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Monday, June 27, 2011


Twenty five years ago I participated in a session led by Rabbi Zalman Schachter-Shlomi for klei kodesh: rabbis, cantors, prayer leaders and others who serve the Jewish community as religious leaders. Among the many teachings Reb Zalman shared was the assertion that the technology that rabbis and others needed to master was our texts, including liturgy. In this context technology means the use and knowledge of given techniques and systems in order to serve a purpose, such as enhancing prayer. Just as we would hesitate to use an electrician who had not mastered the details of working with his technology, so we should be cautious about a rabbi or prayer leader who had not mastered and was not adept at using the liturgy of the prayerbook.

I like that notion; as a Reform rabbi who often chooses what prayers to include in the service on any given occasion I believe it is essential to understand the function of the prayers and be able to articulate why I am choosing the service I lead. If I cannot explain why I am including or excluding a given prayer, why would I think my congregants could understand the service?

Some of my colleagues have objected to my description of the liturgy as a technology. They argue that the prayers have intrinsic meaning and that describing them as technology lessens that meaning and turns them into the “nuts and bolts” of the service. I appreciate their concern. I certainly agree that the prayers have meaning and that constitutes the heart of the service. But I also acknowledge that I and many others manipulate the service from time to time and I believe we need to know the import of our choices every bit as much as an electrician knows what wire to use when.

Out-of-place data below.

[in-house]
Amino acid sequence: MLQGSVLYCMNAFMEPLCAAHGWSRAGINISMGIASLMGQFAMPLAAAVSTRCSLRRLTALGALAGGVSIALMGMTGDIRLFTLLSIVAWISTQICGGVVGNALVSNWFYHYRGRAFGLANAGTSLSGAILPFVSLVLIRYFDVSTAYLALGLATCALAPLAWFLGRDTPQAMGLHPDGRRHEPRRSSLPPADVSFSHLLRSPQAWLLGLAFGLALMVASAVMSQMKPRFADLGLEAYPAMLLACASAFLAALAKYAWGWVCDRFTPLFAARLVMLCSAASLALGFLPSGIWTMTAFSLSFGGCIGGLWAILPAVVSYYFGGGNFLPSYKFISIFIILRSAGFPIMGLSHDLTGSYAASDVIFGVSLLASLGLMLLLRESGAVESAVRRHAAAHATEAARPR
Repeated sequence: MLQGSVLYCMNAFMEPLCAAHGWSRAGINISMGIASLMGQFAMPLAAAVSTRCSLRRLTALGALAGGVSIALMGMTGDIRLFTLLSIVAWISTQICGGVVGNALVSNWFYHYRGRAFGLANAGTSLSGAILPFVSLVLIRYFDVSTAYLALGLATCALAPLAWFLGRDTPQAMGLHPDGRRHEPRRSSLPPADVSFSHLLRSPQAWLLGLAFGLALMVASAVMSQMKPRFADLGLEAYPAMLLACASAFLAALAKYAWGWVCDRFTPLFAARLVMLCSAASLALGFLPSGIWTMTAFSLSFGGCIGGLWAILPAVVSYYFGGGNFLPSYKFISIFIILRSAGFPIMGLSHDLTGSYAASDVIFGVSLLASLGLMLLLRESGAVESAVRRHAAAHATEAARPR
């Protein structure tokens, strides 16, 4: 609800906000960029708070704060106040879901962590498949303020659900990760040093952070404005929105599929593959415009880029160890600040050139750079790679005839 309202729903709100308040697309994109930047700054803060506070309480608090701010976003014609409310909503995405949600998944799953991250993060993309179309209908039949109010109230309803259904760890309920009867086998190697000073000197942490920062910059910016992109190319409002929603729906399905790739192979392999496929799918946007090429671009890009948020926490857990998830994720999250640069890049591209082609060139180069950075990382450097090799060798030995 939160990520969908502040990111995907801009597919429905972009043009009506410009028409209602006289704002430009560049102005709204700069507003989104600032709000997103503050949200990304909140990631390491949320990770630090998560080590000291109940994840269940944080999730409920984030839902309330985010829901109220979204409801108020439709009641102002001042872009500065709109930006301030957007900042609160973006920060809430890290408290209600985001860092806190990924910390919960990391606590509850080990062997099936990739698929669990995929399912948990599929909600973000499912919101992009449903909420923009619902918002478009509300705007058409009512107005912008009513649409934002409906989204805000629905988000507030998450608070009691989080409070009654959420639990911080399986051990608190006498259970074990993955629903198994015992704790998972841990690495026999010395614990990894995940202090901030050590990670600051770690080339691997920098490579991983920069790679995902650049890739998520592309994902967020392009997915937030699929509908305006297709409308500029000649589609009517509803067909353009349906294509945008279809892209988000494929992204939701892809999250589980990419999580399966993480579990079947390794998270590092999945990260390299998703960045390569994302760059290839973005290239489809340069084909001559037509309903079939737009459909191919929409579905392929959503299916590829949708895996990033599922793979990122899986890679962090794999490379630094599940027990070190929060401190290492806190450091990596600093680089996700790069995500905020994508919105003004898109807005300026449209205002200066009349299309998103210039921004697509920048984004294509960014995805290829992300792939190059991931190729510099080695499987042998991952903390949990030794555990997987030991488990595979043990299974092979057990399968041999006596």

Which leads to a surprising discussion regarding the Shema found in Y. Berachot 14a. The broad discussion is about the function of the Shema. The problem is that the Shema is not a prayer but a quote from Torah. Other prayers, like those in the Amidah or the ones that surround the Shema, fit the categories that we normally associate with prayer – petition, praise, gratitude or adoration. The Shema is composed of three passages drawn from different sections of Torah. While we sometimes describe it as “the watchword of our faith” and the mishna describes it as “accepting the yoke of heaven and the commandments”, it is an anomaly in the prayerbook.

This particular passage is concerned with public prayers held on a fast day. The service is convened as one of the steps beseeching God to end a drought. The service is held late enough in the day for people to gather, but after the designated time for reciting the Shema. R. Aha is concerned that the recitation will not “count”, will not fulfill the obligation to recite the Shema or may mislead others to think it would be effective at that hour, while R. Yose argues that the recitation serves a different purpose on this occasion.